International Journal of Biometeorology

, Volume 47, Issue 1, pp 1–5 | Cite as

Effects of pressure on the skin exerted by clothing on responses of urinary catecholamines and cortisol, heart rate and nocturnal urinary melatonin in humans

  • Yuki Mori
  • Etsuko Kioka
  • Hiromi Tokura
Original Article


The study investigated how the pressure exerted on the skin by clothing worn while working in the daytime affected the urinary excretion of adrenaline, noradrenaline and cortisol, heart rate, and also melatonin secretion at night. Nine young women (experiment I) and seven young women (experiment II) participated. Participants wore either a 100% cotton jacket (tight clothes, TC) or a 100% cotton T-shirt (loose clothes, LC). Loose-fitting, 100% cotton tank tops and panties were worn as underwear in both the TC and the LC groups. The main results can be summarized as follows: (1) urinary excretion of adrenaline, noradrenaline and cortisol was facilitated, and the amounts of urinary excretion were significantly higher when TC were worn. Heart rate was significantly higher in the TC group; (2) nocturnal urinary melatonin excretion was significantly greater in the TC group. These results are discussed in terms of an enhancement of diurnal sympathetic nervous system activity caused by pressure on the skin produced by tight clothing.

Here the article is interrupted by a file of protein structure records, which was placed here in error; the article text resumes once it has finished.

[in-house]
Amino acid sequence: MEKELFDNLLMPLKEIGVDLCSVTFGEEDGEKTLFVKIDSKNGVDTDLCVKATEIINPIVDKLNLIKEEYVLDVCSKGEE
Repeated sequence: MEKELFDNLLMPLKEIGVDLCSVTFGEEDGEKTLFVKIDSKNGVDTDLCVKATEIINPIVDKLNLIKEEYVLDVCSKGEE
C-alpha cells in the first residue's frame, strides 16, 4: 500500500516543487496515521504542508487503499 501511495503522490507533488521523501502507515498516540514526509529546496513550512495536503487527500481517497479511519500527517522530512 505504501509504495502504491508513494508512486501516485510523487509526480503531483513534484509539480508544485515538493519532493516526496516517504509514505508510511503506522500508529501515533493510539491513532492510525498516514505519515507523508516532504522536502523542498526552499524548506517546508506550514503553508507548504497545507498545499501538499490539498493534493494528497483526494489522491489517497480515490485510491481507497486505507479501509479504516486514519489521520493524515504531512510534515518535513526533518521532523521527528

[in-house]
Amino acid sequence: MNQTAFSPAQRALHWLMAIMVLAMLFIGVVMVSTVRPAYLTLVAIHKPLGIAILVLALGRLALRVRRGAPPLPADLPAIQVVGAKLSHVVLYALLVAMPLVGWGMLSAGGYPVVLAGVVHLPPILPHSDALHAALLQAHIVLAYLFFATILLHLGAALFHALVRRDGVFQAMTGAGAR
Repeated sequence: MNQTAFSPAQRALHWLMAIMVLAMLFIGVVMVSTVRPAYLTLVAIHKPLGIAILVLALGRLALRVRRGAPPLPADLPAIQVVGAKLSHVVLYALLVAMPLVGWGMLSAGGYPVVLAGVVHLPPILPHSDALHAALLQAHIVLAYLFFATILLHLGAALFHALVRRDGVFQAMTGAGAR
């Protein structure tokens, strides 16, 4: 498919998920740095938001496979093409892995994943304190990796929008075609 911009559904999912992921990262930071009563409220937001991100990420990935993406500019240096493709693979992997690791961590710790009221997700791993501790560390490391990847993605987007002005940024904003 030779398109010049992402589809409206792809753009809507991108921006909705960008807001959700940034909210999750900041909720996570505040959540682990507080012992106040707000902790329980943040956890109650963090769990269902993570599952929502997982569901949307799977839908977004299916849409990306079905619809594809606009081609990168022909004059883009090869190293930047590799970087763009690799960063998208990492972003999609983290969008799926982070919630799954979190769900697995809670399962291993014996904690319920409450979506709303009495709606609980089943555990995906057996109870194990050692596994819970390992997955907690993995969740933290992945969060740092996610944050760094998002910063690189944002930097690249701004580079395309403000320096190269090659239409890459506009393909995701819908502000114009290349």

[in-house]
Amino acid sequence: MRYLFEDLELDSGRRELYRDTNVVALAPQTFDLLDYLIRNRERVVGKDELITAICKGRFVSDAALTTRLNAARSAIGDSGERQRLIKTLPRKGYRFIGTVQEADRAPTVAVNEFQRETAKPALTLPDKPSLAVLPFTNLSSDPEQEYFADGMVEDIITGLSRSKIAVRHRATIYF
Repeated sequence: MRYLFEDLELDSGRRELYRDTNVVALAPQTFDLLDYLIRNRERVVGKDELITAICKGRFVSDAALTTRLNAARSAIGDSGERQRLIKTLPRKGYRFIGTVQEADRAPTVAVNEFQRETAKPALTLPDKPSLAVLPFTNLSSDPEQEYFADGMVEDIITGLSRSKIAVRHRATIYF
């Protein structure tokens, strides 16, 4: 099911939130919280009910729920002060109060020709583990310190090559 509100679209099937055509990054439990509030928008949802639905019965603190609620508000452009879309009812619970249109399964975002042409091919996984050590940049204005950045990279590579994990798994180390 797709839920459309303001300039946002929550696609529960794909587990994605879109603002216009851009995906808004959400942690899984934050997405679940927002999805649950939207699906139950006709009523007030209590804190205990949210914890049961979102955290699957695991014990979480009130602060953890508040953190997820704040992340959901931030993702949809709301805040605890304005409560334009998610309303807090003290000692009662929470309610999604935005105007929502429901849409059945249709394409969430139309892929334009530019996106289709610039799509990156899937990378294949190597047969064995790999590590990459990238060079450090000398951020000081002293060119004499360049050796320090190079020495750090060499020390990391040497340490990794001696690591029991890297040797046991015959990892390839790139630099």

Intermittent skin pressure Tight clothing Hormonal responses Melatonin Heart rate 


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Copyright information

© ISB 2002

Authors and Affiliations

  • Yuki Mori
    • 1
  • Etsuko Kioka
    • 2
  • Hiromi Tokura
    • 3
  1. 1.Department of Human Environment, Konan Women's University, Kobe 658-0001, Japan
  2. 2.Department of Apparel and Space Design, Kyoto Women's University, Kyoto 605-8501, Japan
  3. 3.Department of Working Physiology & Ergonomics, Nofer Institute of Occupational Medicine, 8 Teresy Str., P.O. Box 199, 90-950 Lodz, Poland

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